As for the Explanatory Notes, they were composed to explain and clarify the enormous academic work that is represented by this Charter, lifting the veil to uncover what is inside, and uncovering the hidden methodological background in the precise phrasing of the articles of the Charter.
We ask Allah to use this Charter to bring all goodness to the Islamic community and to enable it to be implemented according to its social and familial reality. May He allow it to take its due place in its pedagogical, legal, and cultural fields, and may it be an active step towards achieving unity in that which is written about family affairs in the Islamic world .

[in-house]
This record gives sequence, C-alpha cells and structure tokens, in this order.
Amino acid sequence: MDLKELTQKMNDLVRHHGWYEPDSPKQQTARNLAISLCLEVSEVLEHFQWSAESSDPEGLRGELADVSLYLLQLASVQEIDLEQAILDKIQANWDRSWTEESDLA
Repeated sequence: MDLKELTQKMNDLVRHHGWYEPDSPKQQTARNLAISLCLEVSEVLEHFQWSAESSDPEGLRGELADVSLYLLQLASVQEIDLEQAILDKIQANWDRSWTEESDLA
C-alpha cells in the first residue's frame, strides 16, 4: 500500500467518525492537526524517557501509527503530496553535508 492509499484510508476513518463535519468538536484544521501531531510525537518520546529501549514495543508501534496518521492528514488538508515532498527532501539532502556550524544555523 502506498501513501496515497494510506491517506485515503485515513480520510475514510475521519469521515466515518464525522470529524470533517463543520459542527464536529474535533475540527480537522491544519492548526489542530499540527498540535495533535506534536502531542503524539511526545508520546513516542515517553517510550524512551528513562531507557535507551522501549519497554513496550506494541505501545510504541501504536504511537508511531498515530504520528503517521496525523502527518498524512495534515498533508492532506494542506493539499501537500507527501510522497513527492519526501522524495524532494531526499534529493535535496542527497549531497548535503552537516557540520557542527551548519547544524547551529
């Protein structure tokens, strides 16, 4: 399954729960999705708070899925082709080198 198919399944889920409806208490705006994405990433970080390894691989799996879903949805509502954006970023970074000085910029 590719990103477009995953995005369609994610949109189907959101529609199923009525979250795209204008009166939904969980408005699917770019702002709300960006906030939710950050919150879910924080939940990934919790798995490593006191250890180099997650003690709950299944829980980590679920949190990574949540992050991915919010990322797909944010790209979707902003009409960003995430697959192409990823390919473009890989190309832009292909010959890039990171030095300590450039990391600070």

And our final supplication is "All praise is due to Allah, the Lord of all creation."
 Mujtahid: A jurist who forms independent decisions in legal or theological matters, based on the interpretation and application of the main principles of derivation of Islamic law.